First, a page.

Or possibly Oh Bloggery. Because there is a whole world out there where blogs reference other blogs and link up to other posts and then blog about blogging, all of which ends up being so self-referential and post-modern that it makes my head spin. So Quad Royal tends to just plough its specialised little furrow, minding its own business and talking about posters.
This post (the hundredth, incidentally), is a rare exception, mainly because I want to say thank you. QR has been going for less than five months, and yet there are now a proper amount of people subscribing (138 at the last count). Which I never really expected for a blog which is, in the end, just someone wittering on about what they do and don’t like. With some pretty pictures. So you are all too kind.
While we are doing self-referential and bloggery will eat itself and so on, I can also point at Shelf Appeal‘s lovely banner.
It’s by Emily Sutton (who comes via the very delightful St Jude’s) and, although it’s new, it’s just what I would choose where I not so overwhelmed with old things that new graphics are too much to even think about. Should you want new stuff to go with your old things, St Jude’s is a very fine place to try. I am currently coveting this cushion (and will probably buy it in due course when we haven’t just had to repair the car and buy a new dishwasher…)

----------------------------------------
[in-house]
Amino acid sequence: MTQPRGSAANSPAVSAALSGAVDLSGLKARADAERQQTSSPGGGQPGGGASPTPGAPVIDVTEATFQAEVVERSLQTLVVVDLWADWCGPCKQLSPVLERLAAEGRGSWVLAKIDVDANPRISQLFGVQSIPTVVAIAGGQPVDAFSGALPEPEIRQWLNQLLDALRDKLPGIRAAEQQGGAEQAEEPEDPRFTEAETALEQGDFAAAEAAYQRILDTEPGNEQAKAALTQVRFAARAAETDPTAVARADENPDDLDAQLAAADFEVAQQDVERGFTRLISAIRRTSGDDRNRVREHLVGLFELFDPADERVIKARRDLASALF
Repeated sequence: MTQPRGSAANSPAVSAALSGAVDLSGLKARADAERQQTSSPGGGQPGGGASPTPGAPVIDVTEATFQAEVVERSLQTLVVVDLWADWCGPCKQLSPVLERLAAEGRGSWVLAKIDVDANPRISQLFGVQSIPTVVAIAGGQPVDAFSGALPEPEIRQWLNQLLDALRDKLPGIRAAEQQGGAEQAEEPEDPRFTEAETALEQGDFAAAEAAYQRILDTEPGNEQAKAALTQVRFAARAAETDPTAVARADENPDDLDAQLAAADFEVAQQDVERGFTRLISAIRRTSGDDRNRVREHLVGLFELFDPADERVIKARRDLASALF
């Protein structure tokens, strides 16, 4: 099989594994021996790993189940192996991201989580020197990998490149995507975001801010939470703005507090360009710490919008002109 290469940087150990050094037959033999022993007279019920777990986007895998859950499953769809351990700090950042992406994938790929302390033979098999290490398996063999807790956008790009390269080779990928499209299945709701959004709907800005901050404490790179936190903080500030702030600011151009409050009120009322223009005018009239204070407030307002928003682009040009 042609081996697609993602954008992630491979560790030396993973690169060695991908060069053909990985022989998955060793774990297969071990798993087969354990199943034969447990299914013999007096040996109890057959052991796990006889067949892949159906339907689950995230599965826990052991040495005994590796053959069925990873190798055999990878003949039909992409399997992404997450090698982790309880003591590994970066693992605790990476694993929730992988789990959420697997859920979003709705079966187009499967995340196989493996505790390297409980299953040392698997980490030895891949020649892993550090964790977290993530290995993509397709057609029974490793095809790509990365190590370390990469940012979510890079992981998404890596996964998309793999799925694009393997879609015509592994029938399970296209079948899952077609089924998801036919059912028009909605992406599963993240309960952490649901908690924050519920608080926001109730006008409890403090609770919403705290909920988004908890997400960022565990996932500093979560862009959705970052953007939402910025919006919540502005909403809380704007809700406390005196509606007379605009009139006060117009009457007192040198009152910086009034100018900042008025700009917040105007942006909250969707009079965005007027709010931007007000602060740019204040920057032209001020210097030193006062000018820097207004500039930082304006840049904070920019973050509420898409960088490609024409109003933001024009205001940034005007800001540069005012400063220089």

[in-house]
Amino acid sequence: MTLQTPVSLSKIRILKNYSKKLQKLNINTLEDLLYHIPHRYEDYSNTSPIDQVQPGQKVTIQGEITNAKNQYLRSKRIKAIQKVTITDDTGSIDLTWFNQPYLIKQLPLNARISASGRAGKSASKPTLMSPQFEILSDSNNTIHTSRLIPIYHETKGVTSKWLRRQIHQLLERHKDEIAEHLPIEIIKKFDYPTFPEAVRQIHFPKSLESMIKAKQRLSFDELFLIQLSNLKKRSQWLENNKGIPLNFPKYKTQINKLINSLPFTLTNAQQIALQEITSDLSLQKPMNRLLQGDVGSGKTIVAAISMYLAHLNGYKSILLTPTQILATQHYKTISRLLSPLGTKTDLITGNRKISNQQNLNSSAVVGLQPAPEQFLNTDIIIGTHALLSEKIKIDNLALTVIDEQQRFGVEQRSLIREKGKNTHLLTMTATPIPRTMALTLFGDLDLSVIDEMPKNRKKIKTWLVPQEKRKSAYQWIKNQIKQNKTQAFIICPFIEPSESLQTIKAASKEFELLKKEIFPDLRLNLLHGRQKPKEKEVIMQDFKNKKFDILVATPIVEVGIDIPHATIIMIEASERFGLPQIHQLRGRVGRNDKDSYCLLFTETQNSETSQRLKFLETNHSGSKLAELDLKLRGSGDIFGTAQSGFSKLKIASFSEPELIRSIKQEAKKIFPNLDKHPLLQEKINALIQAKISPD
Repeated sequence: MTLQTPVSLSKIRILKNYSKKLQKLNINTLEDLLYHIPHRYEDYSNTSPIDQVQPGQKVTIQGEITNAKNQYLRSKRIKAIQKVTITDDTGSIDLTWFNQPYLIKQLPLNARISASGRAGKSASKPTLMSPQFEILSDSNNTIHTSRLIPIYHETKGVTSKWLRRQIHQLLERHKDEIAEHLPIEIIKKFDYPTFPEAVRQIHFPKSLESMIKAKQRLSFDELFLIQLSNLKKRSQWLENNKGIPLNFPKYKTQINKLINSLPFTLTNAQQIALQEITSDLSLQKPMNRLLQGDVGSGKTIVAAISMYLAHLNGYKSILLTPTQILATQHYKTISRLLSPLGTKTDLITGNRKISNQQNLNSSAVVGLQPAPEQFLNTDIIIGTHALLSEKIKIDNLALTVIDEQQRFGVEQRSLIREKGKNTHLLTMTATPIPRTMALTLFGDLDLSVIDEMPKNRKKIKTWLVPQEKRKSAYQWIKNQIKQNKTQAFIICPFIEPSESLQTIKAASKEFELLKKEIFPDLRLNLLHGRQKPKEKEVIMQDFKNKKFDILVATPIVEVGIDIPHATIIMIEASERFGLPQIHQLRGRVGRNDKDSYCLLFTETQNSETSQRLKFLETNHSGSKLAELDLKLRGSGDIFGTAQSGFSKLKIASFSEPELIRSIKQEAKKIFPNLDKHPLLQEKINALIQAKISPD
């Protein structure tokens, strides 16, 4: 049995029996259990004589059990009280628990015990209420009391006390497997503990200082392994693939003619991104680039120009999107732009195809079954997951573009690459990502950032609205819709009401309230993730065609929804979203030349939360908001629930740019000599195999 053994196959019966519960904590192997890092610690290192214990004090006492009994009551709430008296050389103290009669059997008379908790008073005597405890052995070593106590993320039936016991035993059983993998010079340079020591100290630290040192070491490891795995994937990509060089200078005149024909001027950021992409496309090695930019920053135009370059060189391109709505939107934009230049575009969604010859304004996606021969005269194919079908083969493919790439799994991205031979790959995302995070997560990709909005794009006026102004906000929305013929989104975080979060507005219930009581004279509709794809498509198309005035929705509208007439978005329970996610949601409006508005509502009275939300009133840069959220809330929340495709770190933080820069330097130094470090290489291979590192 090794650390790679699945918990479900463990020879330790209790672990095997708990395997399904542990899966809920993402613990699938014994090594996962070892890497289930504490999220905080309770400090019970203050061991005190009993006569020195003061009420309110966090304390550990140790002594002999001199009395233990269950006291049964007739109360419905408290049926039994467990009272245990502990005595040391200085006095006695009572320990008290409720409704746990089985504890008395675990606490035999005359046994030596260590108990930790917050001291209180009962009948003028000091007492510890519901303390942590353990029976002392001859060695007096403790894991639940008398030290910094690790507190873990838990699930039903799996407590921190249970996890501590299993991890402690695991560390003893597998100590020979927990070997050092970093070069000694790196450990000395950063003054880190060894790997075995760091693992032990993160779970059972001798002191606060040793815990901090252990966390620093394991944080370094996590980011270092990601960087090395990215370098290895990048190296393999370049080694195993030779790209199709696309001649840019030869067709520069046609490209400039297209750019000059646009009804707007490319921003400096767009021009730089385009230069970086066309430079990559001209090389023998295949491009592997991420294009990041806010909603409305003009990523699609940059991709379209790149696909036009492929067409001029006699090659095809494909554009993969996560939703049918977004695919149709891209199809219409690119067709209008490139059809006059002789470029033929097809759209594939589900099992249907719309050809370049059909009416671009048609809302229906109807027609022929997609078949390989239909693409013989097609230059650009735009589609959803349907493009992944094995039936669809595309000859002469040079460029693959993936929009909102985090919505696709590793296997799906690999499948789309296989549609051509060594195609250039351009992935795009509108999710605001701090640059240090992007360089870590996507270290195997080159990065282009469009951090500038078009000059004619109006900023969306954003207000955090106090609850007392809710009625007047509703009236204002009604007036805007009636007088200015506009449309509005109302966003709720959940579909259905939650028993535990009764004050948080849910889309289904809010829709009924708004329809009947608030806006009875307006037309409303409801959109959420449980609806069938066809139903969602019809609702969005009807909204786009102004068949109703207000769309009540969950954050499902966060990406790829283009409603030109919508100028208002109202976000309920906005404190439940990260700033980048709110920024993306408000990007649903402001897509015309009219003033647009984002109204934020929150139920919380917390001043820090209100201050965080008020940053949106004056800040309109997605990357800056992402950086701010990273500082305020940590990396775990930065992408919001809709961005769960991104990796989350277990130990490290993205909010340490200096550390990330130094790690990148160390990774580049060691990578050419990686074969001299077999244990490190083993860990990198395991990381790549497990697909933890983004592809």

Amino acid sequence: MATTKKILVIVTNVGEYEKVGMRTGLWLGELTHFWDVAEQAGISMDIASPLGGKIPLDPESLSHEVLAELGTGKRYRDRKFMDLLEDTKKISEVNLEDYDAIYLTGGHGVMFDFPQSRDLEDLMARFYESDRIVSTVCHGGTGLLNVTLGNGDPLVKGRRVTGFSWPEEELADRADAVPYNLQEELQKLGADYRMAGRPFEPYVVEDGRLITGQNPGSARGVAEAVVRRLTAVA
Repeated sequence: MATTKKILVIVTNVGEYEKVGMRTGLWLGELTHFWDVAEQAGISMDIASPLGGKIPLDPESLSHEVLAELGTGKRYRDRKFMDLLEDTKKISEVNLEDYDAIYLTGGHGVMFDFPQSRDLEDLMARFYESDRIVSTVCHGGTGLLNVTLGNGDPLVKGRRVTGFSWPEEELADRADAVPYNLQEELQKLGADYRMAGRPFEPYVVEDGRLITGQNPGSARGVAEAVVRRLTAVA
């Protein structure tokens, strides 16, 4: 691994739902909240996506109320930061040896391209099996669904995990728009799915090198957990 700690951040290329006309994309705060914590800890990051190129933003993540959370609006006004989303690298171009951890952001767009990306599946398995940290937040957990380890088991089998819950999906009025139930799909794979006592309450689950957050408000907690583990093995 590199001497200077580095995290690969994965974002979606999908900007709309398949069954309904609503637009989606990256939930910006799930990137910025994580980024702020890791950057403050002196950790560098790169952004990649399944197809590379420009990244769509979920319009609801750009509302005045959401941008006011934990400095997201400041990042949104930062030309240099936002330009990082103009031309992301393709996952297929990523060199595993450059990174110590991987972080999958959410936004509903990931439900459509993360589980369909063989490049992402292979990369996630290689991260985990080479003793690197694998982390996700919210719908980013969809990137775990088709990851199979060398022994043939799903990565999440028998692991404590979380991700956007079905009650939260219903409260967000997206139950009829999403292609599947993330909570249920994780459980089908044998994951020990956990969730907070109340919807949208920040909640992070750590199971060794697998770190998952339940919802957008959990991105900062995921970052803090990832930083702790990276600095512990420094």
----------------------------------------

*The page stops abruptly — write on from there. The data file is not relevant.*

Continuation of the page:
The third and final blog-related item is even more of a digression, although it is at least about old things. But The Country Seat is such an absorbing read that I really needed to point it out. Now I have an odd fascination with this, but whether you think that stately homes are a) the greatest work of art created in British culture or b) the gilded icing on a decadent lifestyle created by the exploitation of others is actually a bit irrelevant. Because what is so good about this blog is that it is excellent, well-researched journalism written by someone who really knows what they are on about. Every post is not only readable but a proper story, to the extent that it’s better than a good half of what appears in the papers (particularly true should you have the misfortune to read the Observer). It’s the spare time creation of an enthusiast, but why he’s not getting paid to do this when he does it so well, I do not know.
Right, that’s over now. As you were. Tomorrow will be business as usual, with old things. Posters even.